According to a significant new study, long Covid is linked to more than 200 symptoms ranging from fatigue and painful joints to brain and heart issues.
Researchers led by a team at University College London spoke to thousands of people in the largest international study on the long-term impact of coronavirus to date, with many sufferers describing symptoms that lasted for months.
The most prevalent symptoms were weariness (which affected 98 percent of respondents), post-exertional malaise (which affected 89 percent of respondents), and cognitive impairment, sometimes known as brain fog (which affected 85 percent of respondents).
Visual hallucinations, tremors, itchy skin, changes in the menstrual cycle, sexual dysfunction, heart palpitations, bladder control troubles, shingles, memory loss, blurred vision, diarrhoea, and tinnitus were some of the other symptoms.
The study, which was published in the Lancets EClinicalMedicine journal, included 3,762 people from 56 nations, with 1,020 of them being confirmed instances and 2,742 probable cases.
Researchers found a total of 203 symptoms across ten organ systems, with 66 of them being followed for seven months.
The authors of the research, who have all had or are now having long-term Covid, are urging that clinical criteria for screening afflicted people be expanded beyond cardiovascular and pulmonary function tests to include a broader spectrum of symptoms, including those impacting neuropsychiatric and neurological function.
“Although there has been a lot of public discussion over extended Covid, there are few systematic studies exploring this population; hence, relatively little is known about its range of symptoms, and their progression over time, the severity, and projected clinical course (longevity),” said Dr Athena Akrami, a neuroscientist at the Sainsbury Wellcome Institute at UCL and senior author of the report.
“With this innovative strategy, we went straight to long truckers around the world to develop a foundation of evidence for medical study, care improvement, and advocacy for the long Covid community.”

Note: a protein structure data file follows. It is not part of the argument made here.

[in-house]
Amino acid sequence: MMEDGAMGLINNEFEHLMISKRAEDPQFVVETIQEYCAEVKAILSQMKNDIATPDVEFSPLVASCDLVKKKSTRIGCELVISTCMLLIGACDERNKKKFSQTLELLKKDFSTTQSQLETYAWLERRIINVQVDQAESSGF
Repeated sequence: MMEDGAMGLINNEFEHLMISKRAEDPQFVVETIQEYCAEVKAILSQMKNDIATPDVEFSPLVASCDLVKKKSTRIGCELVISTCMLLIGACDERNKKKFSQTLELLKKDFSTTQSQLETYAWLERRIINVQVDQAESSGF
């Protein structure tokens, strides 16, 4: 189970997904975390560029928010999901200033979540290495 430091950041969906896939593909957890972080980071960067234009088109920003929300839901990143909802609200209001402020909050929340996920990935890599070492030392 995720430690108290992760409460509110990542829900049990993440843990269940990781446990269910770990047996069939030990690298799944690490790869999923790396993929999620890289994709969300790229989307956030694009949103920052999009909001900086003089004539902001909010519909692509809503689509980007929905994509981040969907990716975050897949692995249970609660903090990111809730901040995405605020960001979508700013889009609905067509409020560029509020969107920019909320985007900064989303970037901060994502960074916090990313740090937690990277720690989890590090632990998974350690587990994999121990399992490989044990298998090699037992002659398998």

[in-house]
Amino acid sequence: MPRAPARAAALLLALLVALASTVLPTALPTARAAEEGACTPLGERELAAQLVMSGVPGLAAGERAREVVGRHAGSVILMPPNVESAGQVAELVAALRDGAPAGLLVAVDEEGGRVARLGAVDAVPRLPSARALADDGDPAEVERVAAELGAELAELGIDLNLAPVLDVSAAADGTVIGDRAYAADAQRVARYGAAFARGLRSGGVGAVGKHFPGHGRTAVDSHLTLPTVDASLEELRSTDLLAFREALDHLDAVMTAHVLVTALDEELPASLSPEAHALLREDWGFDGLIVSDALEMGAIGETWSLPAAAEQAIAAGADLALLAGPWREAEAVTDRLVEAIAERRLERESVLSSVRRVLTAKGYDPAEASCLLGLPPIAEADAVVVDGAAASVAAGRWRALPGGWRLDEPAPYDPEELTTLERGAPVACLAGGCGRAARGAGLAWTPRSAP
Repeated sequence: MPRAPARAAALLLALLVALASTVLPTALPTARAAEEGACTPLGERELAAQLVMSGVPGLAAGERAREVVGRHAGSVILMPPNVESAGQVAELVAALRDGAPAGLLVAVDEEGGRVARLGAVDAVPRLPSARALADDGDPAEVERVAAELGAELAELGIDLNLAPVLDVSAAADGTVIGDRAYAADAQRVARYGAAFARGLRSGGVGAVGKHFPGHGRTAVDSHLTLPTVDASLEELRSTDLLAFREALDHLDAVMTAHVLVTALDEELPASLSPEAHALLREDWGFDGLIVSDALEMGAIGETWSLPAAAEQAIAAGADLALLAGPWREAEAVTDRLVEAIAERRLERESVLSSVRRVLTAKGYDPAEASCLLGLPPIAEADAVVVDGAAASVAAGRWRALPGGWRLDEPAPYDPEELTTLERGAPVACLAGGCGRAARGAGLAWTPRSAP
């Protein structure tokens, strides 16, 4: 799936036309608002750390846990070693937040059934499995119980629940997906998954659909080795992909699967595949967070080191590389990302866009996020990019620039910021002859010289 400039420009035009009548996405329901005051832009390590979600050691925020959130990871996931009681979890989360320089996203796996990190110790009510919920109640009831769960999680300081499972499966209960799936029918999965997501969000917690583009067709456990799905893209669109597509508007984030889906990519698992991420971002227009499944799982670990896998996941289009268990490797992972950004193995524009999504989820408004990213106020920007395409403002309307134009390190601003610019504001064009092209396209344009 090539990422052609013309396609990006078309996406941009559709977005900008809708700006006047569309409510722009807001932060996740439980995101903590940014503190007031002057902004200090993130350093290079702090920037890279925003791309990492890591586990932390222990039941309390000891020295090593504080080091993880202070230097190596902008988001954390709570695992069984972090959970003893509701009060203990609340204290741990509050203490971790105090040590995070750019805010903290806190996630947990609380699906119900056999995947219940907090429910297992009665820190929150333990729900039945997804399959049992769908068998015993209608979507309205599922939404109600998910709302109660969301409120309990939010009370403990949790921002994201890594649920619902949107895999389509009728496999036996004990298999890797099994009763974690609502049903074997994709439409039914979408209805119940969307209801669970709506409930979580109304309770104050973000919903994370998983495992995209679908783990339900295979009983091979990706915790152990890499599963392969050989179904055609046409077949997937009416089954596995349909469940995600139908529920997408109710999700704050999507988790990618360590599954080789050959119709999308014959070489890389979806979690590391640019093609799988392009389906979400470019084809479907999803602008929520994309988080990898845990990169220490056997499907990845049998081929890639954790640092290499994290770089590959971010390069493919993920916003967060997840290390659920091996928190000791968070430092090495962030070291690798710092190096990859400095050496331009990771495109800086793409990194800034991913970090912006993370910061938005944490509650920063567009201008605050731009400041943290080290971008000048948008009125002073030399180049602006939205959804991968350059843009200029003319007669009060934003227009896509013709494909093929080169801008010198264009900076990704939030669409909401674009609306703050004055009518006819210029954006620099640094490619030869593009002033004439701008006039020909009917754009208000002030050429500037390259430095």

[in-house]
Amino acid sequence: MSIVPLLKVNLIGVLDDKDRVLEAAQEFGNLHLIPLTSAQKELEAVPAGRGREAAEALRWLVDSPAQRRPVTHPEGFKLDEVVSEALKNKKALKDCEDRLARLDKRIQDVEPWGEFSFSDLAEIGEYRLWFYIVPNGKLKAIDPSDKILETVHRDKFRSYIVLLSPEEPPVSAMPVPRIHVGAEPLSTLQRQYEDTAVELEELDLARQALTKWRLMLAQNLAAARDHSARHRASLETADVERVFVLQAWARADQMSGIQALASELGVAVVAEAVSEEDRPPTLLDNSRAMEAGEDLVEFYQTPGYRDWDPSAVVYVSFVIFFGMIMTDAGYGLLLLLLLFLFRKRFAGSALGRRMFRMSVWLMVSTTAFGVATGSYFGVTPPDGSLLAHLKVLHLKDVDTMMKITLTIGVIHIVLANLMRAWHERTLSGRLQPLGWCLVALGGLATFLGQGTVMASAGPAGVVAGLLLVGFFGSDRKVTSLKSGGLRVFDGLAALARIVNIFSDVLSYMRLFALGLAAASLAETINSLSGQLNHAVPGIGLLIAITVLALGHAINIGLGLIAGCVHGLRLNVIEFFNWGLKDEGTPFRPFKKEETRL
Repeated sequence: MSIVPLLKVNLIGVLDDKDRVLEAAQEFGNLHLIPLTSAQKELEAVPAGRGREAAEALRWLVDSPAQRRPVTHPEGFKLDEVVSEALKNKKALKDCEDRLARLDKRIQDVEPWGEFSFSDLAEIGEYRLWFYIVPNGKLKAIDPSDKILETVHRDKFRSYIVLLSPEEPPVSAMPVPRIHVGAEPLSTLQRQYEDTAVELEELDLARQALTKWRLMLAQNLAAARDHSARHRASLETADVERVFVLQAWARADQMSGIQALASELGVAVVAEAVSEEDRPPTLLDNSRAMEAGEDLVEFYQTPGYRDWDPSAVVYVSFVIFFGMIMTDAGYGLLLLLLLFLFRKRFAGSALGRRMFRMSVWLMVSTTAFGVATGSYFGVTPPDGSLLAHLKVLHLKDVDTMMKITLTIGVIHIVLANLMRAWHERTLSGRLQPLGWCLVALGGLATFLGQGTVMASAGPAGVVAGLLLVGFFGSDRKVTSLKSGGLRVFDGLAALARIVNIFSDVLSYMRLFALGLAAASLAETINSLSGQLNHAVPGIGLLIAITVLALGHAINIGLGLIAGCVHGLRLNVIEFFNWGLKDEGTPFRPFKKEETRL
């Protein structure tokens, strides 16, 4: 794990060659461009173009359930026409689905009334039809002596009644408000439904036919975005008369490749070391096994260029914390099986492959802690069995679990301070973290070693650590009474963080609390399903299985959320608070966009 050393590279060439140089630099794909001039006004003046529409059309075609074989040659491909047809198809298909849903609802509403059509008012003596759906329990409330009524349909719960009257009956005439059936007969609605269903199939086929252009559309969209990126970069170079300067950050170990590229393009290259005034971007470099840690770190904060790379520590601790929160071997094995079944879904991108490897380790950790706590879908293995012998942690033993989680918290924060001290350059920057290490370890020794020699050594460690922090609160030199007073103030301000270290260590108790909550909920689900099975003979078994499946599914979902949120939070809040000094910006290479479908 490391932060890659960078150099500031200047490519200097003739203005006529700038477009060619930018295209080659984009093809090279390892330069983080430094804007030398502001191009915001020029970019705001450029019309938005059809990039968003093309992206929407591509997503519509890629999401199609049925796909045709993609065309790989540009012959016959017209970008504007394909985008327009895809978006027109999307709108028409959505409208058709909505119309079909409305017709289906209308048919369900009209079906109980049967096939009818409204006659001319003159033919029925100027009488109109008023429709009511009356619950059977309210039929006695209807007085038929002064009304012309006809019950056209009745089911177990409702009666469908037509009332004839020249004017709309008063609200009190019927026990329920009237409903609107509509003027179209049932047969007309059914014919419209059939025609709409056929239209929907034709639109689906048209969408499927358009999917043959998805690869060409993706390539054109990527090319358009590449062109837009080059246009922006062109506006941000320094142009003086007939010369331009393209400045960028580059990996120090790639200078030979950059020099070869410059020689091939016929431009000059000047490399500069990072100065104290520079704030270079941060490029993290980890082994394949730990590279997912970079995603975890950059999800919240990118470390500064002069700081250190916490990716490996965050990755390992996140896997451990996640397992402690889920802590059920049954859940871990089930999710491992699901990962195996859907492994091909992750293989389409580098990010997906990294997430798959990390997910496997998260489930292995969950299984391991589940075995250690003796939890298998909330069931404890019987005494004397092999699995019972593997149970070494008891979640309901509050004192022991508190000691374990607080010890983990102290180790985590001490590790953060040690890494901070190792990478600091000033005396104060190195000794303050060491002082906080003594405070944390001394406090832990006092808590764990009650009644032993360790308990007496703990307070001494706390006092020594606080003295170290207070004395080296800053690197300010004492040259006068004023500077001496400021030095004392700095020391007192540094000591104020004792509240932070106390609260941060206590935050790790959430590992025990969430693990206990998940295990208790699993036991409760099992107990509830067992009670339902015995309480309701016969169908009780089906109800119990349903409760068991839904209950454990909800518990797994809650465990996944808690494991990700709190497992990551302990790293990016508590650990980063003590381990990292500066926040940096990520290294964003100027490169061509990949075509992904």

“This is the most extensive description of extended Covid symptoms to date.” According to the study, 91.8 percent of people would experience symptoms for more than 35 weeks (eight months).
3,608 (96%) of all respondents had symptoms that lasted longer than 90 days, while 2,454 (65%) had symptoms that lasted longer than 180 days.
The most prevalent symptoms among those who had been suffering symptoms for at least six months were fatigue (80%), post-exertional malaise (73%), cognitive dysfunction (58%), sensorimotor symptoms (56%), headaches (54%), and memory difficulties (51%).
Participants reported an average of 55.9 symptoms (out of a total of 203 in the study) across an average of 9.1 organ systems during their illness.
Exercise, physical or mental activity, and stress were the top triggers for nearly nine out of ten (89%) of the participants, who indicated their symptoms reappeared.
Nearly half (45%) stated they had to cut back on the amount of hours they worked as a result of the illness, and nearly one-fifth (22%) said they were not working at all at the time of the poll.
“For the first time, this study sheds light on the enormous spectrum of problems, particularly neurological symptoms, that are prevalent and persistent in patients with chronic Covid,” said Dr. Akrami.
“Memory and cognitive dysfunction, which were reported by more than 85% of respondents, were the most pervasive and persistent neurologic symptoms, affecting people of all ages and having a significant influence on employment.”
“Headache, sleeplessness, vertigo, neuralgia, neuropsychiatric abnormalities, tremors, sensitivity to noise and light, hallucinations (olfactory and other), tinnitus, and other sensorimotor symptoms were all common, and may indicate greater neurological disorders involving both the central and peripheral nerve systems,” according to the study.
“In addition to the well-documented respiratory and cardiovascular symptoms, there is now a definite need to expand medical standards to consider a far broader spectrum of symptoms when diagnosing long-term Covid.”
“There are likely to be tens of thousands of old Covid patients suffering in silence, unconvinced that their problems are linked to Covid-19,” the authors said.
The poll was also overwhelmingly filled out by English-speaking (92%) and white (85%) respondents, raising the likelihood that some issues encountered by other populations were overlooked.